Arthur Conan Doyle set up a scenario of mutiny, and this idea was entertained by some. However, there is no indication of a mutiny. If a mutiny had been successful, Briggs and his family might have been set adrift, but the crew would have remained with the Mary Celeste. If failed, the reverse would have been true. The crew was professional and Captain Briggs had no reputation of being a difficult master. Certainly the crew couldn’t drink the alcohol aboard since it was industrial strength, not for human consumption.

Another form of foul play, piracy, can also be ruled out. The pirates would have taken the cargo and left the people onboard, or taken the entire ship.

A rogue wave could have hit the ship, which would explain the water damage. Rogue waves hit without warning, and water would have gotten into any open area. The power of a rogue wave could dislodge the heavy stove and cask, break the compass case, and even wash all persons overboard. Perhaps Briggs was already taking precautions because of the constant pelting from storms, thereby having navigational aids laid out. The yawl could have been knocked off the deck. All indications are that whatever happened was sudden. The captain’s bed being unmade is unusual, but there are conflicting theories about whether Briggs or his daughter had been asleep there when the wave hit. The crew could have been preparing the ship for a layover to wait out the storms, furling sails and sounding the bilge.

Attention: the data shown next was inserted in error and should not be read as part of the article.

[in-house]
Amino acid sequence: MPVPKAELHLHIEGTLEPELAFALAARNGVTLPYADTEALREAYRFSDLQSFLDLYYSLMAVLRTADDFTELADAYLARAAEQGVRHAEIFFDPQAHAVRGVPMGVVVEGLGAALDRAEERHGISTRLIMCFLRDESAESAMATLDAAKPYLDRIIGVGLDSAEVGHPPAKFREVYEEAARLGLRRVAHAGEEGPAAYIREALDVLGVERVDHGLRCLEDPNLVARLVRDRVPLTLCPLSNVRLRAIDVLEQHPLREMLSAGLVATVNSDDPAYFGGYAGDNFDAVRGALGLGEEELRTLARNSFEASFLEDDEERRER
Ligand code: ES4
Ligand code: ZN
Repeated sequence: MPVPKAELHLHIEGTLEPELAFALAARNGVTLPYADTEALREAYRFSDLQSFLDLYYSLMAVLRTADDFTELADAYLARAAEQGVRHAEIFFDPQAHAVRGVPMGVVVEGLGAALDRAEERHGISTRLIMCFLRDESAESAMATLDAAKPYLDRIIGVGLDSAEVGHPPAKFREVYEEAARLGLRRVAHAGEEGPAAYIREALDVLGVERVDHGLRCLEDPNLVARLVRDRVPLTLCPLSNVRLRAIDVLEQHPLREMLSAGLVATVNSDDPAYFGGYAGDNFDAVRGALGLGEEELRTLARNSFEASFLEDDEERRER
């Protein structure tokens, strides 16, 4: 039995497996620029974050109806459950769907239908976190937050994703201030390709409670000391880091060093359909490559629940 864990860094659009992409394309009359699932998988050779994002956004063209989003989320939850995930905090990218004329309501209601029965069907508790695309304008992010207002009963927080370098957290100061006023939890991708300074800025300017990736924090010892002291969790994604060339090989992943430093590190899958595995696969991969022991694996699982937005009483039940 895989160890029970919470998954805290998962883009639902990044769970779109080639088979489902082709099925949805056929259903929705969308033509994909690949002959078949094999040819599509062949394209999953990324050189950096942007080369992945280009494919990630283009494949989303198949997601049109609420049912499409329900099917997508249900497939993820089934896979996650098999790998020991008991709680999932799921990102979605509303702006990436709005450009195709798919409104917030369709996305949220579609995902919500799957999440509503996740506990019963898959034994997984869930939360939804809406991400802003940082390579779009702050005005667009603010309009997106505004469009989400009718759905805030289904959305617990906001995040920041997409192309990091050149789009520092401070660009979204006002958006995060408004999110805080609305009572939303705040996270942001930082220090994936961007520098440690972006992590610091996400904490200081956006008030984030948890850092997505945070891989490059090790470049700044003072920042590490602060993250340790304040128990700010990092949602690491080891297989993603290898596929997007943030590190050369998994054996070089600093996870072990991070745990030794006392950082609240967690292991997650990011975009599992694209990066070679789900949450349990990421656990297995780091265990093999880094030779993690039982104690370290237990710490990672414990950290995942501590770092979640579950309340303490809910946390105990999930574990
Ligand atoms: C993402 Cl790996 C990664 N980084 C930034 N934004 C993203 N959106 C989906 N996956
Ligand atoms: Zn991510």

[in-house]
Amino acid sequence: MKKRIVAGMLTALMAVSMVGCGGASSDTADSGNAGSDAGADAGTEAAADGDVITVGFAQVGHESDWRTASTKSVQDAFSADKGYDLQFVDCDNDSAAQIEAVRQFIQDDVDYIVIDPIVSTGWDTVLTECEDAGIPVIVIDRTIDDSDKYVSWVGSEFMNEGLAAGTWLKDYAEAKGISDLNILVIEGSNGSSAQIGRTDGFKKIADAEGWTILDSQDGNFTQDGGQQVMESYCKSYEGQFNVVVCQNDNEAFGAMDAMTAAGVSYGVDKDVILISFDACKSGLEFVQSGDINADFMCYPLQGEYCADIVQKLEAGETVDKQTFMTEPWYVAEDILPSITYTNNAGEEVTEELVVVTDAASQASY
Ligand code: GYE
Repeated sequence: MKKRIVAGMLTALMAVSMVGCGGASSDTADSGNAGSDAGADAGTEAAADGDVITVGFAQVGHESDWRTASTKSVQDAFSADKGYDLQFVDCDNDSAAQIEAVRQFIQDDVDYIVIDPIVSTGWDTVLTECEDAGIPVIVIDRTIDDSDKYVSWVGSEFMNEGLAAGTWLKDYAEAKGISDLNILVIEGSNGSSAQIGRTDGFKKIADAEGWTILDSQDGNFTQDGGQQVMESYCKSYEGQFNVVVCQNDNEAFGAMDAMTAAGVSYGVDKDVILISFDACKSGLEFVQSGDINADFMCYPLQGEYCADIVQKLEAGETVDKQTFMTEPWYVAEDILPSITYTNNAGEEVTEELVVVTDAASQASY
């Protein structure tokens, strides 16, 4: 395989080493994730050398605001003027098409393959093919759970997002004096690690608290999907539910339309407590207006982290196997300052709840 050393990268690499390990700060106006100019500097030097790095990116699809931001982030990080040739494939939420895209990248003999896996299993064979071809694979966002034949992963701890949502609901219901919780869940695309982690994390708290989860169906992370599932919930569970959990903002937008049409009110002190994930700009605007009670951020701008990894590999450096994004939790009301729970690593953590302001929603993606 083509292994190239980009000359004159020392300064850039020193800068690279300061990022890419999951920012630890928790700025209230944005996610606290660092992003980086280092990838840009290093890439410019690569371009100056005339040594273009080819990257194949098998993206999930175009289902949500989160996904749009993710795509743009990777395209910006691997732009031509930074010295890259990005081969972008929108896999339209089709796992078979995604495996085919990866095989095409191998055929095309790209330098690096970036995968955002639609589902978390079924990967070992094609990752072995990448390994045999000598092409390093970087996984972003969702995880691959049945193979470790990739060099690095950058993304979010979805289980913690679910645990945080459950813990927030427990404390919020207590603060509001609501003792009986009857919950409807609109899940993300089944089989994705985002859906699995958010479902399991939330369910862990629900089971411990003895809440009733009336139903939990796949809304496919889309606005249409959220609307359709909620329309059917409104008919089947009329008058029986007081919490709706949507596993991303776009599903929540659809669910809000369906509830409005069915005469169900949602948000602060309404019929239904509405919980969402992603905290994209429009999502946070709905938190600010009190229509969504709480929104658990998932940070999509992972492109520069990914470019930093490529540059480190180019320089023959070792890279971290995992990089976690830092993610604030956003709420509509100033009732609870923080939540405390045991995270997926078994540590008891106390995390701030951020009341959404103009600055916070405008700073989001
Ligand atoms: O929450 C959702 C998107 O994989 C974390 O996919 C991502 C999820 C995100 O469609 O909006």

Captain David Williams very effectively proposed that a seaquake hit the Mary Celeste. Seaquakes are earthquakes that occur under the sea floor, and can have an up-and-down effect on the ocean rather than the sideways effect of a tsunami. This buffeting would explain the damages, and, as an unknown event of that time, may have panicked Captain Briggs. Not knowing what had hit his ship, Briggs could have ordered an immediate and swift abandonment of the Mary Celeste, then tying the yawl behind the ship by the peak halyard until whatever it was blew over. The halyard may then have snapped, from wind or an aftershock, leaving the yawl to try to reach the ship or head for land. When the halyard was snapped, perhaps the yawl sank. Captain Williams’ recitation of the events has some holes in it. And the seaquake would have to be pretty small to affect the one ship yet not be sensed by the nearby Dei Gratia.